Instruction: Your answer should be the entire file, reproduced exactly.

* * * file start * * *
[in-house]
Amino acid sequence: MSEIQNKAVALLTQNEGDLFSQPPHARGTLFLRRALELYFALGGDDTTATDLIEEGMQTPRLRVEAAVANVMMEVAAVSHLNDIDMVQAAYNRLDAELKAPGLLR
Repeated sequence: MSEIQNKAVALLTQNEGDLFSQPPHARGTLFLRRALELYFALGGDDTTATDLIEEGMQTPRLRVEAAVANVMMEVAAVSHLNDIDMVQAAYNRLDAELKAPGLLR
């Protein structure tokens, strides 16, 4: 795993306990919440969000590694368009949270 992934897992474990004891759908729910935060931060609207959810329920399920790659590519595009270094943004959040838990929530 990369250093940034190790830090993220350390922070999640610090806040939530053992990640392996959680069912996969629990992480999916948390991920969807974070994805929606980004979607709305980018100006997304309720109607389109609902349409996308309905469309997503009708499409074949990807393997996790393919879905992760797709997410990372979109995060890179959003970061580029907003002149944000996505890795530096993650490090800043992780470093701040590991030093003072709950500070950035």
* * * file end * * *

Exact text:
[in-house]
Amino acid sequence: MSEIQNKAVALLTQNEGDLFSQPPHARGTLFLRRALELYFALGGDDTTATDLIEEGMQTPRLRVEAAVANVMMEVAAVSHLNDIDMVQAAYNRLDAELKAPGLLR
Repeated sequence: MSEIQNKAVALLTQNEGDLFSQPPHARGTLFLRRALELYFALGGDDTTATDLIEEGMQTPRLRVEAAVANVMMEVAAVSHLNDIDMVQAAYNRLDAELKAPGLLR
């Protein structure tokens, strides 16, 4: 795993306990919440969000590694368009949270 992934897992474990004891759908729910935060931060609207959810329920399920790659590519595009270094943004959040838990929530 990369250093940034190790830090993220350390922070999640610090806040939530053992990640392996959680069912996969629990992480999916948390991920969807974070994805929606980004979607709305980018100006997304309720109607389109609902349409996308309905469309997503009708499409074949990807393997996790393919879905992760797709997410990372979109995060890179959003970061580029907003002149944000996505890795530096993650490090800043992780470093701040590991030093003072709950500070950035």